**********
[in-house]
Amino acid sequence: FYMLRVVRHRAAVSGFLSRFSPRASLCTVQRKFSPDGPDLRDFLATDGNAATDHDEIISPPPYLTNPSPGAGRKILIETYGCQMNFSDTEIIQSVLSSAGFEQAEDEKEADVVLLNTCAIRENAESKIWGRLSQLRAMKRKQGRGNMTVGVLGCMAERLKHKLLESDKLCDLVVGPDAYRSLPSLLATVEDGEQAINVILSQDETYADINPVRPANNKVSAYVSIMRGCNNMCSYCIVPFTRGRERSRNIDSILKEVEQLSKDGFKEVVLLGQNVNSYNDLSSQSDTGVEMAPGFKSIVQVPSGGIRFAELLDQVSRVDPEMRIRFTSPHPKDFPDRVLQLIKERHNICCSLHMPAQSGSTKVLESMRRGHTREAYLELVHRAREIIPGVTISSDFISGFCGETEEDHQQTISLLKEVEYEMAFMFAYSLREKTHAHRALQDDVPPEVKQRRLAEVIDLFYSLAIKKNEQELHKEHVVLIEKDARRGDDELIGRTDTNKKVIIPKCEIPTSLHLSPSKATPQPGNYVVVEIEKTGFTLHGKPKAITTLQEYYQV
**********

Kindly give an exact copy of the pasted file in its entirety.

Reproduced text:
[in-house]
Amino acid sequence: FYMLRVVRHRAAVSGFLSRFSPRASLCTVQRKFSPDGPDLRDFLATDGNAATDHDEIISPPPYLTNPSPGAGRKILIETYGCQMNFSDTEIIQSVLSSAGFEQAEDEKEADVVLLNTCAIRENAESKIWGRLSQLRAMKRKQGRGNMTVGVLGCMAERLKHKLLESDKLCDLVVGPDAYRSLPSLLATVEDGEQAINVILSQDETYADINPVRPANNKVSAYVSIMRGCNNMCSYCIVPFTRGRERSRNIDSILKEVEQLSKDGFKEVVLLGQNVNSYNDLSSQSDTGVEMAPGFKSIVQVPSGGIRFAELLDQVSRVDPEMRIRFTSPHPKDFPDRVLQLIKERHNICCSLHMPAQSGSTKVLESMRRGHTREAYLELVHRAREIIPGVTISSDFISGFCGETEEDHQQTISLLKEVEYEMAFMFAYSLREKTHAHRALQDDVPPEVKQRRLAEVIDLFYSLAIKKNEQELHKEHVVLIEKDARRGDDELIGRTDTNKKVIIPKCEIPTSLHLSPSKATPQPGNYVVVEIEKTGFTLHGKPKAITTLQEYYQV